The first thing you need to know about Krakatoa Picnic is that the imagery in this book of poems, by James Heflin, will sear you to the side of the Indonesian volcano.
The collection of sci-fi-influenced prose is vivid in its tactile descriptions of place, people, and time. Heflin, a Deerfield resident and former Advocate arts editor, creates scenarios that are lyrical and triple-doused in meaning, yet nimble and often a little silly.
Take this opener for “Glass Onion”:
“One day I unzipped a zipper behind my ear.
There was a lot of smoke, some shouting,
and a horn going off.
It’s like the lightbulb in Livermore”
The book takes the reader on a journey that alternately or simultaneously explores the self and the universe. In the first of four chapters, “Filament,” Heflin introduces the reader to a man pumped with faith, but teeming with questions. In “A Little Hut,” the narrator snickers at “dreams that smelled of turpentine” and everlasting life:
“If one stopped at the little hut there and did not leave,
the heart chambers would go on wobbling
until the mountains wore down to nubs.
But that I do not believe.”
Heflin will be celebrating the book’s release and giving a reading from Krakatoa Picnic, Friday, 7 p.m., at Brew Practitioners in Florence. The event is free and open to the public. I caught up with Heflin ahead of the reading to talk poetry and inspiration.
Kristin: Your poems are firmly grounded in physical things — which makes it relatable and easy to grasp; What was your inspiration?
James: I don’t necessarily have a strong academic background in science, but I read a lot about science and I find it fascinating — and, in some respects, I find it poetic. Even though in a lot of respects it’s a whole different thing, the process of teasing out meaning, making sense of the world is similar for both.
[Krakatoa Picnic] is something that has been a long time coming together. There are a few older poems in there, but it’s largely stuff from fairly recent years. Hopefully that gives it a sense of coherence.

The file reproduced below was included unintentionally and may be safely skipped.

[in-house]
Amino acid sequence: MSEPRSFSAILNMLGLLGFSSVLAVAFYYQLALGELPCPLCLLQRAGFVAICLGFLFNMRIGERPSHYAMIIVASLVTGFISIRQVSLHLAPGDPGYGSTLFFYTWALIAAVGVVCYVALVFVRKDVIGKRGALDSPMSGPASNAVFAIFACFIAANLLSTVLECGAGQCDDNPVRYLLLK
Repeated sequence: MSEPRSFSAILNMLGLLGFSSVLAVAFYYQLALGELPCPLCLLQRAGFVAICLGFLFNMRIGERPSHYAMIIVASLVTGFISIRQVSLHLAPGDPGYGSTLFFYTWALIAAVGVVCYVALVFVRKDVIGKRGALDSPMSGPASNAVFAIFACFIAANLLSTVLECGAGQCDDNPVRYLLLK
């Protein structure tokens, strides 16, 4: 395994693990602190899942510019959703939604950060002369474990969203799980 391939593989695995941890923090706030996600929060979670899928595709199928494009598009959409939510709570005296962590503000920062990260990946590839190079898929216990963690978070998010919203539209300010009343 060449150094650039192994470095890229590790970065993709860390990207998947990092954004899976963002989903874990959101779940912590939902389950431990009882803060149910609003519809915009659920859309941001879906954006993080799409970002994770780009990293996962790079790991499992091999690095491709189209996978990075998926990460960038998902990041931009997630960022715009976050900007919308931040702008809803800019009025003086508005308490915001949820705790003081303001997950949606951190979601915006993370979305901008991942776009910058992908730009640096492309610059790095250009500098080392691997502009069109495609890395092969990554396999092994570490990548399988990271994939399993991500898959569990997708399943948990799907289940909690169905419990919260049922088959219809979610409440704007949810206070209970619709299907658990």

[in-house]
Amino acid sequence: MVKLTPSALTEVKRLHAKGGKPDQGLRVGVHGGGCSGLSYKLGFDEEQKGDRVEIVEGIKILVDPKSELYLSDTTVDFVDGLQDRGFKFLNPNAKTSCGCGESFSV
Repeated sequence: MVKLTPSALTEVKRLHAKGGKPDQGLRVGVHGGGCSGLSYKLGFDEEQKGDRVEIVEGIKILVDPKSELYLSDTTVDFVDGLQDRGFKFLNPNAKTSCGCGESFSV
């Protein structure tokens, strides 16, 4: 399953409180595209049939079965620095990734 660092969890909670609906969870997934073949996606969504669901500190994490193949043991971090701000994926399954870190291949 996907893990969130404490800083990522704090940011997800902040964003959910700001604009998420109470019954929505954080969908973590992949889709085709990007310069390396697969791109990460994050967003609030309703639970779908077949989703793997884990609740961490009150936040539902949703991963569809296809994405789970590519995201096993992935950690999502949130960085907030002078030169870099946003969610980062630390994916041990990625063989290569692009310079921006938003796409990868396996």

Kristin: What are some of the themes you dive into in this book?
James: The sense that the world is constantly surprising and it’s often not intuitive — particularly when you get to the weirdness of quantum mechanics and physics and things like that. I find it a constant source of surprise and constant source of change that affect how I view the world and my version of how things work.
Kristin: What is a James Heflin reading like?
James: I like to see them as something that is lively, something that is based on storytelling and I love when people find my poems funny — I think that is so much more fun than the sort of serious poet intoning great meaning. I like storytelling, fun, and surprises so I hope that is what you’ll get. Also, it’s sort of a little piece of dramatic reading.
James Heflins’ Krakatoa Picnic is available online at hedgerowbooks.net and, in May, that really big online book seller — you know the one — will have it, too.
Krakatoa Picnic: Reading and official release party with poet James Heflin. Friday, 7 p.m. Free. Brew Practitioners, 36 Main St., Florence.
Contact Kristin Palpini at firstname.lastname@example.org.